At a low resolution, you want all these shapes to stop at the same pixel heights. In other words, you want sharp edges, and the overshoots suppressed. Anything that needs to be flattened (‘aligned’) to a sharp edge must be encompassed by a zone.

A zone has a position and a size. The position is the flat edge, the size should be large enough to include everything that is supposed to be flattened during overshoot suppression. Shapes reach the position or beyond the position by no more than the size of the zone. Note that the size is positive where the overshoot goes above flat edges (e.g., at the x-height, cap, small cap, shoulder or ascender height, or the top of superior and inferior figures), and negative where the overshoot goes below flat edges (e.g., at the baseline and descender, or the bottom of superior and inferior figures).

  1. Make sure your vertical metrics are set right: ascender, cap height, x-height, descender. The values entered here should ignore overshoots. When in doubt, pick the value closer to the baseline.
  2. If you have small caps, you may want to add the custom parameter smallCapHeight and enter their height as parameter value.
  3. For Indic and Arabic fonts, you can add a shoulderHeight parameter for an additional alignment zone.
  4. Now, press the Update button (the grey circled arrow) next to the Alignment Zones field. Glyphs will try and guess the values based on your vertical metrics and the actual overshoots in your font master. For the overshoots, it will measure a few key glyphs such as the lowercase o, f, g, the uppercase O and smallmcap o.sc. If those are not present, the size will default to 16.
  5. It’s a good idea to check if Glyphs guessed the zones right. So quickly step through your glyphs and see if there’s an overshoot that misses its zone. If you have the View > Show Metrics (Cmd-Shift-M) option activated, Glyphs will display alignment zones as beige areas, and highlight nodes in zones.
  6. When you adapt your zones, keep them as small and tight as possible. As a rule of thumb, a zone should not be larger than 25 units.
  7. You can have up to 5 top zones (positive sizes), and 6 bottom zones including the baseline zone (negative sizes).
  8. The baseline zone must be positioned at zero and have a negative size.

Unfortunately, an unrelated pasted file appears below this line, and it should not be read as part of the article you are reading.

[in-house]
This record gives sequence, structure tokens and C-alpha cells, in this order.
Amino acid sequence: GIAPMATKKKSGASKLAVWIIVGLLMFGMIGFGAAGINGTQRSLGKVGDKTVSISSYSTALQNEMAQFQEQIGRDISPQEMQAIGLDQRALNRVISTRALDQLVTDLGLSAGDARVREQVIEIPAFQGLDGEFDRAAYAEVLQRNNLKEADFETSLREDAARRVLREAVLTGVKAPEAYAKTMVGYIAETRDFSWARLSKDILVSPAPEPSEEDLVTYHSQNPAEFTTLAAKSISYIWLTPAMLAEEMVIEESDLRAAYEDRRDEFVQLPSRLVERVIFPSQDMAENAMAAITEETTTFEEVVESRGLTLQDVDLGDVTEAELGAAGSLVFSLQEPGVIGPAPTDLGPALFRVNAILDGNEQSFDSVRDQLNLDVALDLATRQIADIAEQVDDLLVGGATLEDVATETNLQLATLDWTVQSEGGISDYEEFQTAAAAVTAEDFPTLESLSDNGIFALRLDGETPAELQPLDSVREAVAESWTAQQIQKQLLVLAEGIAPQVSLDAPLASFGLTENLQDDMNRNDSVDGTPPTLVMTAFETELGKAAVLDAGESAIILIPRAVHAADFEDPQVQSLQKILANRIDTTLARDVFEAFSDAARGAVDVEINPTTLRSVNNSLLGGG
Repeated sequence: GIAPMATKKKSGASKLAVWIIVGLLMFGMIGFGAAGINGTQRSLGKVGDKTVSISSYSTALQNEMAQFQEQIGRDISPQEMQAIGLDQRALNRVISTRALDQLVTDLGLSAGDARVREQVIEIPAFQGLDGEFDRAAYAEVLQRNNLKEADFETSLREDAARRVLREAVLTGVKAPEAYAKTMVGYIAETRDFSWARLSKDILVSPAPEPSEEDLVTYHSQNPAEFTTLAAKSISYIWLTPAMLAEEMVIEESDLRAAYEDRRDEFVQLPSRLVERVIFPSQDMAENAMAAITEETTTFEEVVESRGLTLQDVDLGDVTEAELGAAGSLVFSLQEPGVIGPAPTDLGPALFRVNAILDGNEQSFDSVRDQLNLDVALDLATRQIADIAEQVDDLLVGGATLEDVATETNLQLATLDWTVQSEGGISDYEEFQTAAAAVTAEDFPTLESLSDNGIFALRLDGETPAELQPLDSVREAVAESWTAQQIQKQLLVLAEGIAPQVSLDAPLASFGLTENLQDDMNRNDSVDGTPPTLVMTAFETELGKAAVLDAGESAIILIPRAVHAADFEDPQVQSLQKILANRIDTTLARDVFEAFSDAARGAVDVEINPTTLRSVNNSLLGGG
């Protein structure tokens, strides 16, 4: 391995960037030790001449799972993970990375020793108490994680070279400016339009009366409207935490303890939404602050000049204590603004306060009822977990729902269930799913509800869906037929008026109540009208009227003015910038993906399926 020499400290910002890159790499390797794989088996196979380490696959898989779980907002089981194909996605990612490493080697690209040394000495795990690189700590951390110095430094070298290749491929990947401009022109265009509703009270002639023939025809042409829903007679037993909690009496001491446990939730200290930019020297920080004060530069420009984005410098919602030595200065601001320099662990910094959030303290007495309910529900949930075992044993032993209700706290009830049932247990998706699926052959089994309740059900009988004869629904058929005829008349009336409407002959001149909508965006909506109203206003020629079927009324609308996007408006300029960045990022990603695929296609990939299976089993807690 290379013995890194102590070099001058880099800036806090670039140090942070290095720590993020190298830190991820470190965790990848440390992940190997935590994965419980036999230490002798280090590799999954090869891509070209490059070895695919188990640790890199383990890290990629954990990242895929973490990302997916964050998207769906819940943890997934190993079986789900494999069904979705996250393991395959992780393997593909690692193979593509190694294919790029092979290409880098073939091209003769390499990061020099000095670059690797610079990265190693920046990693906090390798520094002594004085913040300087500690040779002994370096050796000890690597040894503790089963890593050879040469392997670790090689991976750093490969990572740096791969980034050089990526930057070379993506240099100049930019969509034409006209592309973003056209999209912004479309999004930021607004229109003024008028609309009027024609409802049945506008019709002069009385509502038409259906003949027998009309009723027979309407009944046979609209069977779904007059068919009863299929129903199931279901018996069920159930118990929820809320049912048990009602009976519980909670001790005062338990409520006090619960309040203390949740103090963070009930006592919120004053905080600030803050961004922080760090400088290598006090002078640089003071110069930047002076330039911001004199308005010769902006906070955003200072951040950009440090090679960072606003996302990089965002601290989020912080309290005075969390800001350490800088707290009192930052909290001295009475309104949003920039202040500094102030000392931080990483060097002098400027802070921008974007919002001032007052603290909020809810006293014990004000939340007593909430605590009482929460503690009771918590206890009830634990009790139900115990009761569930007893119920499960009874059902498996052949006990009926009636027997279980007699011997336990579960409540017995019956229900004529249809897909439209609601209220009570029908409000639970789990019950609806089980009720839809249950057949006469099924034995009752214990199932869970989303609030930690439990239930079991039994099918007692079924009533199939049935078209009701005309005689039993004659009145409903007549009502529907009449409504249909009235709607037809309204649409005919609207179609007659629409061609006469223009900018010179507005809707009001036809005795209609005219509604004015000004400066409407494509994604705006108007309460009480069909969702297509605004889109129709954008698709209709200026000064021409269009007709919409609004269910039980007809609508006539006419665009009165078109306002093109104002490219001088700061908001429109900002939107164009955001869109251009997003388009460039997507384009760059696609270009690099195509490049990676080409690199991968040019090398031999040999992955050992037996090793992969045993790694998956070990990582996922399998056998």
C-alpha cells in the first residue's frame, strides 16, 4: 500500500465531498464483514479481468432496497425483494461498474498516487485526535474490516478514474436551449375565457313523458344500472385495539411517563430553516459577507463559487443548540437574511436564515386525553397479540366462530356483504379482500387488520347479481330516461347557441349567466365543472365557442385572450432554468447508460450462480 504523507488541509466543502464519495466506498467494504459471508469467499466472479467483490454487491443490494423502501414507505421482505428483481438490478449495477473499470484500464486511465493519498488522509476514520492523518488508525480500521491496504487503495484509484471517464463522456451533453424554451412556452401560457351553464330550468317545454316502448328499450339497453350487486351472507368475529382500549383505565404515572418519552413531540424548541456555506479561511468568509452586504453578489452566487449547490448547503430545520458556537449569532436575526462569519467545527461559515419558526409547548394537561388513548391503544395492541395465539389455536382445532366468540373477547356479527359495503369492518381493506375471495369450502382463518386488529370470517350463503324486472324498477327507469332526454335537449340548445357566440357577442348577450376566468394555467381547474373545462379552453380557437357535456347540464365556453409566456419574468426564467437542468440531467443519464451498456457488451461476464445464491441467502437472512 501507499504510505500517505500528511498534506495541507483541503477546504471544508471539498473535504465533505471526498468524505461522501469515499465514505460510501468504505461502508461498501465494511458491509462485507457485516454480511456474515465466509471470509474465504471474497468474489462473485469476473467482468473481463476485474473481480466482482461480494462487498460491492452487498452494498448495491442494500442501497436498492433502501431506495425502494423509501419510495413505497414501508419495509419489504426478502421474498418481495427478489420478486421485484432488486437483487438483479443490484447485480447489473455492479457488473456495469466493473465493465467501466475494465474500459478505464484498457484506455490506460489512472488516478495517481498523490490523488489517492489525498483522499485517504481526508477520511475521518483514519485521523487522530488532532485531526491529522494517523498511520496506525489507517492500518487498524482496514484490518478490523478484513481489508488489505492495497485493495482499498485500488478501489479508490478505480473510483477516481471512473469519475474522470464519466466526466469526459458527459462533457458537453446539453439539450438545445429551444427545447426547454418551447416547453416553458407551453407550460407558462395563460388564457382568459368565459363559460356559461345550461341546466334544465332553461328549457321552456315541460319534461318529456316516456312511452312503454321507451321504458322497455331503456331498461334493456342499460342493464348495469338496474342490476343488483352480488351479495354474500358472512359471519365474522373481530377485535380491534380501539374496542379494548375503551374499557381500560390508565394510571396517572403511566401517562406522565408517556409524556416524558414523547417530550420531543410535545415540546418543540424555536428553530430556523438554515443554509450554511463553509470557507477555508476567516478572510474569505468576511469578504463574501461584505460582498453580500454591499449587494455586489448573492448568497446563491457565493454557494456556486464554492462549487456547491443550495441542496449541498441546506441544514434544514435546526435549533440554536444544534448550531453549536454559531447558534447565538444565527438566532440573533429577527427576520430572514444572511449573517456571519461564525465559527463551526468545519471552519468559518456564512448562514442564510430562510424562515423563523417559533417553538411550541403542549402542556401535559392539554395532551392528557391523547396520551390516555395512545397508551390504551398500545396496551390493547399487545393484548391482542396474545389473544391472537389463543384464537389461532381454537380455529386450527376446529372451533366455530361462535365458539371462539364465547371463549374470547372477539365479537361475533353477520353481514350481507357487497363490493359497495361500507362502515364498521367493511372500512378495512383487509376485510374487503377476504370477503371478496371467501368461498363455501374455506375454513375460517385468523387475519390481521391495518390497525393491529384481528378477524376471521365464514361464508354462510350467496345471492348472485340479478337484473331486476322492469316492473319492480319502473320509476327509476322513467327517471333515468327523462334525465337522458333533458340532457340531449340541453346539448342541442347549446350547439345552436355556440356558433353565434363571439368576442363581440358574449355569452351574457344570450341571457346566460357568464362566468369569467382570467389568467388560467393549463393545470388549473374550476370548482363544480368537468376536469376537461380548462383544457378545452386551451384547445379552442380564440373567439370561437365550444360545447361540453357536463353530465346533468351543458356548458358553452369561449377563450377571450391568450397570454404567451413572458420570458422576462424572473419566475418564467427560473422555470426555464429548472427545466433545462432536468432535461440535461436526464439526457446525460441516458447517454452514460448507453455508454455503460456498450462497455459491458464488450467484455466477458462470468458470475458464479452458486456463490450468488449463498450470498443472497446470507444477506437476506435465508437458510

9. Zones must never overlap. There must also be at least one unit distance between any two zones.

Again, repeat these steps for all the masters in your font. Make sure number and order of zones are the same throughout all the masters. Since zones must not overlap, one zone must never ever bypass another in interpolation.

A few tips:

For verifying the consistency of letter heights, consider the ShowTopsAndBottoms plug-in. Install it through Window > Plugin Manager and after an app restart, activate it via View > Show tops and Bottoms. It helps spot letter bounds exceeding zones:

Mark Frömberg (@mark2mark) has written a script for setting all zones at once. Find it in his script repository under Font > Set Size for Alignment Zones.

If you have a File > Font Info > Other Settings > Subdivision setting other than 1 (i.e., if you use decimals in your coordinates), you will have to increase the size of each zone by one unit in both directions. E.g., an x-height zone at position 500, size 15 will have to shift to position 499, size 17. Only the baseline zone must remain at position zero. In the mekkablue scripts repository, you will find the script Hinting > BlueFuzzer that helps you achieve exactly that, in case you need it:

In the same repository, you will find more useful scripts in the Hinting submenu.

Apply Autohinting

Now that you are all set, you can actually execute the autohinting by enabling it in the File > Export dialog. Of course, since PostScript autohinting is a PostScript technology, it applies to CFF fonts only, and not to TrueType fonts. So, you will want to disable the TTF option as well:

You can also force autohinting on or off, overriding the export dialog setting, with a Autohinting custom parameter in File > Font Info > Instances.

That’s it! Not so bad actually.

Testing Hinting

Now, export your font with the Autohint option enabled. You can test your hinting in applications that have a renderer that respects PostScript hints. Mac OS X generally ignores hinting, so you need to resort to Adobe applications. I recommend InDesign.

To get a better view at the pixels, you can use the Mac’s built-in screen zoom: Go to System Preferences > Accessibility > Zoom, and there, turn on the Use scroll gesture option, and turn off Smooth images:

Now you can hold down Ctrl key, or whichever modifier key combination you set in the scroll gesture pop-up, and use the scroll wheel to zoom in and out, effectively magnifying the screen pixels. On a MacBook trackpad, you can scroll by swiping two fingers up and down.

To give you an example, here’s what the Typejockeys’ Henriette looks like in InDesign without hinting:

Same font, same text, same app, but this time with hinting:

Note that the text appears crisper, there is less fuzziness, and the stems as well as the heights of the letters appear more consistent.